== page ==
Album Review :: Zoon :: Bekka Ma’iingan

by Mykhailo Vil’yamson

If Daniel Glen Monkman’s debut album Bleached Wavves could be described as elementally water-bound – saturated and immersed in dense reverb and sonorous with echo – their sophomore LP Bekka Ma’iingan both soaringly transcends and at times hovers just over the surf of what came before. The latest release by Zoongide’ewin (pronounced “Soon-guide-a-win”) is airy, textured, complex, meditative, and positively stunning. Anchored in the depths of past recordings, Bekka Ma’iingan is also an emergence into another realm of sound. And amidst the sundry, mindfully bright orchestral tones that ebb and flow throughout, listeners are moved to pause and gaze upwards with their mind’s eye in absolute wonderment at the swirling, many-layered, multi-hued audio skyscape created by Zoon.

Still primarily guitar-based, the ten songs on the album are surrounded and supported by a variety of other instruments – including an E-cello played by Michael Peter Olsen and strings by FAMES Skopje Studio Orchestra. The opening track, “All Around You,” gives a glimpse into the palette of colours that Monkman uses to craft their masterpiece, and a similarly ethereal ambient feel can be found in “Brave New World (Without You),” the other instrumental song “Niizh Manidoowig (2 Spirit),” and the closer, “Ashes in A Vase.” These are balanced out by the most distortion-heavy songs on the project, namely, the hazy west-coast shoegaze “Care” and the beautifully repetitive “Gaagige” that sounds like it starts halfway through the song (and aptly means “forever”). As for the four remaining songs, they are absolutely captivating each in their own way: “Dodem” has a vibe akin to gliding peacefully above the Pacific Coast Highway, the dual vocals in “Awesiinh (A-Way-See)” are blissfully comforting, “A Language Disappears” is extremely chill and instantly appealing, and everything about “Manitou” is invitingly haunting, enticingly unsettling, and gravely introspective (including its music video, which provides a thoughtful window into the significance of acceptance, family, tradition, and nature in surfacing from what so often engulfs us as humans).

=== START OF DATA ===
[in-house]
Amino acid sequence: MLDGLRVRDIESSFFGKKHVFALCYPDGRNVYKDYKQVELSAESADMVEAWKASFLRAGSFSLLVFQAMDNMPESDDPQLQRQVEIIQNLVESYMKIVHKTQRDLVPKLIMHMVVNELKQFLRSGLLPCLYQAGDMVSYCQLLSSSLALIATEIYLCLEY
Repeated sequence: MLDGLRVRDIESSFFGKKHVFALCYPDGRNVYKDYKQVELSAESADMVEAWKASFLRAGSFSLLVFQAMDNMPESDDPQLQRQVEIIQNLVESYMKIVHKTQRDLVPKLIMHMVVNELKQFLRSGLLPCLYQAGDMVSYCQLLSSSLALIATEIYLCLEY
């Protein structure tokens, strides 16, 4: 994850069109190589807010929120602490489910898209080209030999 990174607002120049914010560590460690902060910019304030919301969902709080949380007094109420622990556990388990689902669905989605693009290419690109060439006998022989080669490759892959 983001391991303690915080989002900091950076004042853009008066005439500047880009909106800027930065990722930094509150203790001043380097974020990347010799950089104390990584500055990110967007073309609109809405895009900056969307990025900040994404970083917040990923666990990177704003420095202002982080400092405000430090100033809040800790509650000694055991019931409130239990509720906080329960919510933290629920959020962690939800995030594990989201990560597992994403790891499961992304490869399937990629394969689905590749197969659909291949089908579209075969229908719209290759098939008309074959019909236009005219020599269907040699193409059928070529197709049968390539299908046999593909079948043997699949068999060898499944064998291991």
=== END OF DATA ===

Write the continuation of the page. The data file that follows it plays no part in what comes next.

All in all, Monkman has succeeded once again in crafting a sonic environment that gives people space – along with them – to both courageously escape and to humbly stop running; to honestly deal with hurt, unrequited love, and the great mystery of life; and with respect to old versions of self, to be true to who we are today as people (individually and collectively). Bekka Ma’iingan is the perfect companion to Bleached Wavves and is deserving of all the accolades it will receive, and these songs bode well for whatever new music Zoongide’ewin will release next.

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